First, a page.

“Crimson Peak” by Guillermo del Toro is rightfully considered one of the most beautiful films of our time. Mesmerizing decorations, unique color schemes and stunning outfits from bygone eras captivate the viewer, plunging into the wonderful world of romantic waltzes, dark secrets and gothic castles.
While working on the images of the main characters, costume designer Kate Hawley tried to recreate as accurately as possible all the details of the clothing of that time: from the silhouettes characteristic of the beginning of the 20th century, to the accessories of the characters, such as brooches and ribbons.
The key idea when creating costumes was colors, which served as a visual language that reflects the essence of the characters, their moods, hidden intentions and thoughts, and also symbolized certain phenomena. And almost always the color scheme of the heroes’ clothes echoes the palette of places where the action takes place.
“The costumes reflect the architecture and the magical, somnambulistic atmosphere of Gothic romance. The wealth and wealth of the Buffalo characters are shown through a rich gold palette. Allerdale, old and faded, on the contrary, is saturated with blue, frozen tones ” – Kate Hawley.
Image of Edith Cushing
Edith Cushing is one of the key characters in the film, a strong and independent girl who dreams of becoming a writer. She is not like the ladies around her of that time, whose world is limited to the search for a groom. And Edith emphasizes this in every possible way, for example, with the help of a strict suit or elements like a black tie. A characteristic feature of all Edith’s costumes are the huge puff sleeves, typical of a woman’s costume of the early 20th century. However, in this case, they carry a specific message, indicating that Edith is a modern and strong girl.
However, when Baronet Thomas Sharp appears in her life, Edith literally flourishes: her clothes become more and more feminine, drawings – intricate, and colors – delicate and warm. Special symbolism in details, for example, a belt in the form of folded hands at the waist, signifies the invisible presence of Edith’s deceased mother, who continues to protect her daughter.
Almost all of Edith’s wardrobe, with the exception of the funeral dress, is made in light colors, mainly in yellow and gold.
“The fragility of Edith’s beauty is emphasized by her dresses, she embodies the golden butterfly that Lucille wants to get into her collection.” – Kate Hawley.
Getting into Allerdale Hall, Edith begins to fade away, like all living things that appear there: sunny colors give way to cold ones, and even her nightgown gradually “melts” and becomes more and more dull and thin.
Lucille Sharp’s image
Lucille is Thomas Sharpe’s sister and owner of Allerdale Hall. Unlike Edith, she wears old-fashioned dresses with high stiff collars and the same stiff corsets, she is, as it were, chained in a rigid frame. The first dress, in which the viewer sees Lucille, is blood red with frightening knots on the back, reminiscent of a protruding spine.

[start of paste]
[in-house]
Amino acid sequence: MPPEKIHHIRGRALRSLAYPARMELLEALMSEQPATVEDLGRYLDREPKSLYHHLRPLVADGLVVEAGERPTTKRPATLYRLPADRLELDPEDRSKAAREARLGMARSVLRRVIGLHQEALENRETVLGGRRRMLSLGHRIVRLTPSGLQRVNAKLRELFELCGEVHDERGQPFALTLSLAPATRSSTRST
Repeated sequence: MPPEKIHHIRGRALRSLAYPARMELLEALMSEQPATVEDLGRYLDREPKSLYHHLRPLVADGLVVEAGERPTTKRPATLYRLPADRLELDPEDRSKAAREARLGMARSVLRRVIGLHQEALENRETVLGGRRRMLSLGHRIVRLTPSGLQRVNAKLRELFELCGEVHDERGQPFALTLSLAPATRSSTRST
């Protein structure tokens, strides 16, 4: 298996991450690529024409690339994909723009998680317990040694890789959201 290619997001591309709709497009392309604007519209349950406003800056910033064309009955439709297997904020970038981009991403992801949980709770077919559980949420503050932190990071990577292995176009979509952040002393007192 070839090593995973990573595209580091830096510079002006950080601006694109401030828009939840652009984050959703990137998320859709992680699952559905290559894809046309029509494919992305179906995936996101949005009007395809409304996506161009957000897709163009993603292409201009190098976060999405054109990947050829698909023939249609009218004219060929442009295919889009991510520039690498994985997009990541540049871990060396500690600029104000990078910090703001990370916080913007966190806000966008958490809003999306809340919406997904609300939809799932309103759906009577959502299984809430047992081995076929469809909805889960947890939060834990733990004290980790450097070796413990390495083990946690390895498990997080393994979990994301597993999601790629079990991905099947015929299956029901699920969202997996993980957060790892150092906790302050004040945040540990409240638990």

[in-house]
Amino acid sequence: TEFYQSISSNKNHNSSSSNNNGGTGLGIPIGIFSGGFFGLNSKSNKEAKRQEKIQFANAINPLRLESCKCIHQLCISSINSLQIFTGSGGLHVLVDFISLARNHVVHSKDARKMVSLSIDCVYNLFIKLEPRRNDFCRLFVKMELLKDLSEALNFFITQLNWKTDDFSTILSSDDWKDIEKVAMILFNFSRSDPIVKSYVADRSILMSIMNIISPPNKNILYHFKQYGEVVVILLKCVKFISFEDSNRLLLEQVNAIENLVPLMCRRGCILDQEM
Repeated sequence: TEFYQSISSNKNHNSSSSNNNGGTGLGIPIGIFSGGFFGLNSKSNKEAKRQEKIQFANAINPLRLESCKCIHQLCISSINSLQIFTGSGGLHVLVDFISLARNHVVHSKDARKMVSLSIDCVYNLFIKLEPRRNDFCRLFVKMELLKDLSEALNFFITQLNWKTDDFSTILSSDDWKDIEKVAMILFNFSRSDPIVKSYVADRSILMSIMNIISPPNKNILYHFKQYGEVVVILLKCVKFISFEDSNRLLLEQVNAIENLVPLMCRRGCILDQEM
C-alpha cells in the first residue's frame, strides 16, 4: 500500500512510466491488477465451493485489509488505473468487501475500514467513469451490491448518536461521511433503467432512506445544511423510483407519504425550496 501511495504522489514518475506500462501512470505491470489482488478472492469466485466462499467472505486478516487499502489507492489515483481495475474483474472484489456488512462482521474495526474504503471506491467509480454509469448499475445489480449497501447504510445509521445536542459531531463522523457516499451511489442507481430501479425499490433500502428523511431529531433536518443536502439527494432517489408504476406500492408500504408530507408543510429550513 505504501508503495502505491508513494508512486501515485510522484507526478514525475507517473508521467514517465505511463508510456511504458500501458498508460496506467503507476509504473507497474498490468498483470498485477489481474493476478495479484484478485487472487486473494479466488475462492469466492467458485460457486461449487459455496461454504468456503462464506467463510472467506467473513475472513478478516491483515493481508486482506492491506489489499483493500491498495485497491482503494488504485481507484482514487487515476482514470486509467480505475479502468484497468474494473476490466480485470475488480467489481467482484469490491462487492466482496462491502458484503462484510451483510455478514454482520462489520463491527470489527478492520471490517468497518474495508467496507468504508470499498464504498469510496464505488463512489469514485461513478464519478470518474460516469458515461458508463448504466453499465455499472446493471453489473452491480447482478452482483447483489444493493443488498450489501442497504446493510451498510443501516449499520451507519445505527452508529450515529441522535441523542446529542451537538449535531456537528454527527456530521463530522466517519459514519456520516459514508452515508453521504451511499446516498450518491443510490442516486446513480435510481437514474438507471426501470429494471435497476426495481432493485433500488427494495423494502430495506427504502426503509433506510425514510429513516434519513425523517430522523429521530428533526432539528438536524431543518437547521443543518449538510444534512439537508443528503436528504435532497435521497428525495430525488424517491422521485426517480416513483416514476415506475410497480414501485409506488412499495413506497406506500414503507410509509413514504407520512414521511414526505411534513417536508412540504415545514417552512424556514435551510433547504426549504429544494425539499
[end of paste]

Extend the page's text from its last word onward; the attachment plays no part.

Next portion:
Later, Lucille appears in a black and dark blue dress, which personify death and withering, reigning both in the ancestral nest and in the Sharp family itself. The details in the image of this heroine are no less symbolic: a black hat in the shape of a frozen female face or large embroidery in the form of dark leaves with acorns.
Throughout the film, Lucille is contrasted with Edith and their outfits emphasize this well. So, if the light and sunny dresses of the first symbolize life, then the images of the second personify death, if Edith strives for the future, then Lady Lucille gravitates towards the past. And finally, the culmination of their confrontation at the moment when the secret of the Sharp house – the shirts of the main characters – is revealed: Edith’s innocence versus Lucille’s depravity.
The image of Thomas Sharpe
Creating the image of Thomas Sharpe, Kate Hawley, first of all, started from such dark and romantic personalities of the Victorian era as Lord Byron and Heathcliff – the character of the novel “Wuthering Heights”. One of the sources of inspiration was Kasper David Friedrich’s painting “A Wanderer Above the Sea of Fog”, which shows a handsome silhouette of a man. Thomas Sharp is a mysterious alien from England in noisy, industrial Buffalo. He is dressed out of date, as if he came out of the 19th century, but this only adds drama and attractiveness to him. However, later, thanks to a gloomy and outdated image, he, like his sister, merges with the decrepit and dark house of the Sharps.
It is easy to see that the image of Thomas practically repeats the image of Lucille: he is not only old-fashioned, but also gravitates towards cold, gloomy colors, the same that Lucille prefers.
“Crimson Peak” is not just a horror, but a real masterpiece that tells the stories of the main characters in the language of colors and symbols in their clothes. A wonderful film about love and hate, which is worth watching for everyone to fully enjoy the atmosphere of a gothic fairy tale.
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